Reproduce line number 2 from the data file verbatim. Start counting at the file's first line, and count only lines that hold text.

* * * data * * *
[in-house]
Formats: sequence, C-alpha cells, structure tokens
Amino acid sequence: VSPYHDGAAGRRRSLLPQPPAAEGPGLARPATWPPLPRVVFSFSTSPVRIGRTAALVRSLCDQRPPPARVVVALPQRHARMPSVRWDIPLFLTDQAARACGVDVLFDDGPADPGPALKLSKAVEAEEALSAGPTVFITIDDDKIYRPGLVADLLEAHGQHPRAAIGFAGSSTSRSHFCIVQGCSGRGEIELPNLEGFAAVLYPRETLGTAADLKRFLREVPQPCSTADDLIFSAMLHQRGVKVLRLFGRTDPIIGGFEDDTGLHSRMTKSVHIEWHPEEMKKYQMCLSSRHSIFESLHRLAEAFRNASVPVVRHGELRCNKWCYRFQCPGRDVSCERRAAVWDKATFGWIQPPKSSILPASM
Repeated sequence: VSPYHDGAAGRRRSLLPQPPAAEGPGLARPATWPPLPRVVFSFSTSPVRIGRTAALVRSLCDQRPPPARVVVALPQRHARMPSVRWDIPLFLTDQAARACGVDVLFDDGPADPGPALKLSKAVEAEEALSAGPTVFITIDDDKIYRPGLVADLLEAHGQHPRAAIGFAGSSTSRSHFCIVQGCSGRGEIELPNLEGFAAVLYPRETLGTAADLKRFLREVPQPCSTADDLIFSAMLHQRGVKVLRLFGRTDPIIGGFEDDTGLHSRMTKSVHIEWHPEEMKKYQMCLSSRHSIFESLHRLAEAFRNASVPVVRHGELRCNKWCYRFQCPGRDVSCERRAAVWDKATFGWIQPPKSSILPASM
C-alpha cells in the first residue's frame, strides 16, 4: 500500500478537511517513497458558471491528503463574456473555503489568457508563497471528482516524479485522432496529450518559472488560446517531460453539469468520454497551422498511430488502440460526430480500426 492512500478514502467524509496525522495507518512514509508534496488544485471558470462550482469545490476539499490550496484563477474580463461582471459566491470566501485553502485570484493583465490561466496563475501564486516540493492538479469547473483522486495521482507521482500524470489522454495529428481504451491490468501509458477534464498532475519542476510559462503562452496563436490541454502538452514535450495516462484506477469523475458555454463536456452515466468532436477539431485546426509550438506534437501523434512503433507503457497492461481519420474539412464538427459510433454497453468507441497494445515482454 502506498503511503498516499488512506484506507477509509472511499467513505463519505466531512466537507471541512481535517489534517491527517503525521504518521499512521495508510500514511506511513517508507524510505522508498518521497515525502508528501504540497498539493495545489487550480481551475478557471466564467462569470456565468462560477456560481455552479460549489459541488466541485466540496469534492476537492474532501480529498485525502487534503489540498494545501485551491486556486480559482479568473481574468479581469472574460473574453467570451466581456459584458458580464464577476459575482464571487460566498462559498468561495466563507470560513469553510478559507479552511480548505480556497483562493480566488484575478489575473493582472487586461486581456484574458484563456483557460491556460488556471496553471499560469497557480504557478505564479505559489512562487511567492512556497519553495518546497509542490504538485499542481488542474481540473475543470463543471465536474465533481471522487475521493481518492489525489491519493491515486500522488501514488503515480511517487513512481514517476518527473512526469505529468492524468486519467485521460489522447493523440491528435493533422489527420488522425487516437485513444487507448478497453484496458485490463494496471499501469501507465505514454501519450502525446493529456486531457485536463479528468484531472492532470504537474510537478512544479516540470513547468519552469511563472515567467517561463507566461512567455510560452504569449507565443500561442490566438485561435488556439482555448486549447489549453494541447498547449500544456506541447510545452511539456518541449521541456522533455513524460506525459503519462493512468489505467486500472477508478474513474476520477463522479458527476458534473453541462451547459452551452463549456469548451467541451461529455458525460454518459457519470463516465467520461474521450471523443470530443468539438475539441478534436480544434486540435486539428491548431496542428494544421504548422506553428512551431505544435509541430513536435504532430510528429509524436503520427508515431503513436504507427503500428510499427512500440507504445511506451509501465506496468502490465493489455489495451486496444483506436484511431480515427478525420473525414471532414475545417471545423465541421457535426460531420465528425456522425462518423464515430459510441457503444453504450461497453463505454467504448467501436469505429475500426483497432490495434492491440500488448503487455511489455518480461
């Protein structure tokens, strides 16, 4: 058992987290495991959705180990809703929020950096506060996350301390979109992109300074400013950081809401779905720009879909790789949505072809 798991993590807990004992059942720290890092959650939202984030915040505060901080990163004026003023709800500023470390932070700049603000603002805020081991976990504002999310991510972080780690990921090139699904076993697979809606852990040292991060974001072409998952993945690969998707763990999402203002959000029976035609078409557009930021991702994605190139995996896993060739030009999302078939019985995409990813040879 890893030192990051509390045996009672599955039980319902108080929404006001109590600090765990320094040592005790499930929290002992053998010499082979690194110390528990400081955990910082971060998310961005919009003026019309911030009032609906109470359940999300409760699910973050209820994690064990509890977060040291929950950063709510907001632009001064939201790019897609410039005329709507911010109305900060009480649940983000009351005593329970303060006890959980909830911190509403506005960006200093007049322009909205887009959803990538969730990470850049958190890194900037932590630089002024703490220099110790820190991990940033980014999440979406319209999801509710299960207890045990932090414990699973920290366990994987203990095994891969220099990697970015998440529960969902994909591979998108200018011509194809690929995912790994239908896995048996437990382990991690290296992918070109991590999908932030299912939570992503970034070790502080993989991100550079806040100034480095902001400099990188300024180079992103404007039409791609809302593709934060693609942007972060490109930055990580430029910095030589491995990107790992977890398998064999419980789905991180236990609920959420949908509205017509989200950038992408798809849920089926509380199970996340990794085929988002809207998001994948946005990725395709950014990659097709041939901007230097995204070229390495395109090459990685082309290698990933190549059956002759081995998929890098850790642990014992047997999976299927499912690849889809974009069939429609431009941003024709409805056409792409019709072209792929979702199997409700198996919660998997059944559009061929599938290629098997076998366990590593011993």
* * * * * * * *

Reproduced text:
Formats: sequence, C-alpha cells, structure tokens